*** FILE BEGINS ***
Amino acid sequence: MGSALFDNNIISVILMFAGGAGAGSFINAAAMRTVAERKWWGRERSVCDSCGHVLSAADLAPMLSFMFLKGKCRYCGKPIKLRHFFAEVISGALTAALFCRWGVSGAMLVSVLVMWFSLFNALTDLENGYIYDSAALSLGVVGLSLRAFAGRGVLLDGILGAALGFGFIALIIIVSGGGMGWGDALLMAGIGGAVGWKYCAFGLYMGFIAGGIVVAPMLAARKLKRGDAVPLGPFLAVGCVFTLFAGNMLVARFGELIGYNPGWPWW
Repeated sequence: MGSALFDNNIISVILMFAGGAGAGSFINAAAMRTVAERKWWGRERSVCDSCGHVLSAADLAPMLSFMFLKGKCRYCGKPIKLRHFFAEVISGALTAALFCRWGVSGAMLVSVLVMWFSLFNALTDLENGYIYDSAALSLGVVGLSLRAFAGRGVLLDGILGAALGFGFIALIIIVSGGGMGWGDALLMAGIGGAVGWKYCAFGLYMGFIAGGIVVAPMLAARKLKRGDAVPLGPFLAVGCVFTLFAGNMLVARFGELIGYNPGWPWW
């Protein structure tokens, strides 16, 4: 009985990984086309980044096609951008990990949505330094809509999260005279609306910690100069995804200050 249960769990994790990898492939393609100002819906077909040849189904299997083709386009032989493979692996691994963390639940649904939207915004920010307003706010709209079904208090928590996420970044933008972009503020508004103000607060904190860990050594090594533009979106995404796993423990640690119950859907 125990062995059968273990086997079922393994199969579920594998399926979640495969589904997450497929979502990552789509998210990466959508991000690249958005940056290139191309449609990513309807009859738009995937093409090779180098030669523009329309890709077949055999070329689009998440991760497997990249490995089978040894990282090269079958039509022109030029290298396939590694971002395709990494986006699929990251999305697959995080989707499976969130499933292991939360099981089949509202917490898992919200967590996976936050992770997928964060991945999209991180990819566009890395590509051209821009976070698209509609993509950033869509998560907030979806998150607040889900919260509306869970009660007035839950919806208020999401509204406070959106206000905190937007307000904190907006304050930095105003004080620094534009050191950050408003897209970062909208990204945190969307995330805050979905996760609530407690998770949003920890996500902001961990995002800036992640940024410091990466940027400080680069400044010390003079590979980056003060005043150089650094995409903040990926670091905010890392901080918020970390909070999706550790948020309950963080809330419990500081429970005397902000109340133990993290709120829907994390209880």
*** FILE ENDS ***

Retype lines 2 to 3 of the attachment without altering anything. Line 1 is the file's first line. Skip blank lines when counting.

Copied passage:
Repeated sequence: MGSALFDNNIISVILMFAGGAGAGSFINAAAMRTVAERKWWGRERSVCDSCGHVLSAADLAPMLSFMFLKGKCRYCGKPIKLRHFFAEVISGALTAALFCRWGVSGAMLVSVLVMWFSLFNALTDLENGYIYDSAALSLGVVGLSLRAFAGRGVLLDGILGAALGFGFIALIIIVSGGGMGWGDALLMAGIGGAVGWKYCAFGLYMGFIAGGIVVAPMLAARKLKRGDAVPLGPFLAVGCVFTLFAGNMLVARFGELIGYNPGWPWW
């Protein structure tokens, strides 16, 4: 009985990984086309980044096609951008990990949505330094809509999260005279609306910690100069995804200050 249960769990994790990898492939393609100002819906077909040849189904299997083709386009032989493979692996691994963390639940649904939207915004920010307003706010709209079904208090928590996420970044933008972009503020508004103000607060904190860990050594090594533009979106995404796993423990640690119950859907 125990062995059968273990086997079922393994199969579920594998399926979640495969589904997450497929979502990552789509998210990466959508991000690249958005940056290139191309449609990513309807009859738009995937093409090779180098030669523009329309890709077949055999070329689009998440991760497997990249490995089978040894990282090269079958039509022109030029290298396939590694971002395709990494986006699929990251999305697959995080989707499976969130499933292991939360099981089949509202917490898992919200967590996976936050992770997928964060991945999209991180990819566009890395590509051209821009976070698209509609993509950033869509998560907030979806998150607040889900919260509306869970009660007035839950919806208020999401509204406070959106206000905190937007307000904190907006304050930095105003004080620094534009050191950050408003897209970062909208990204945190969307995330805050979905996760609530407690998770949003920890996500902001961990995002800036992640940024410091990466940027400080680069400044010390003079590979980056003060005043150089650094995409903040990926670091905010890392901080918020970390909070999706550790948020309950963080809330419990500081429970005397902000109340133990993290709120829907994390209880």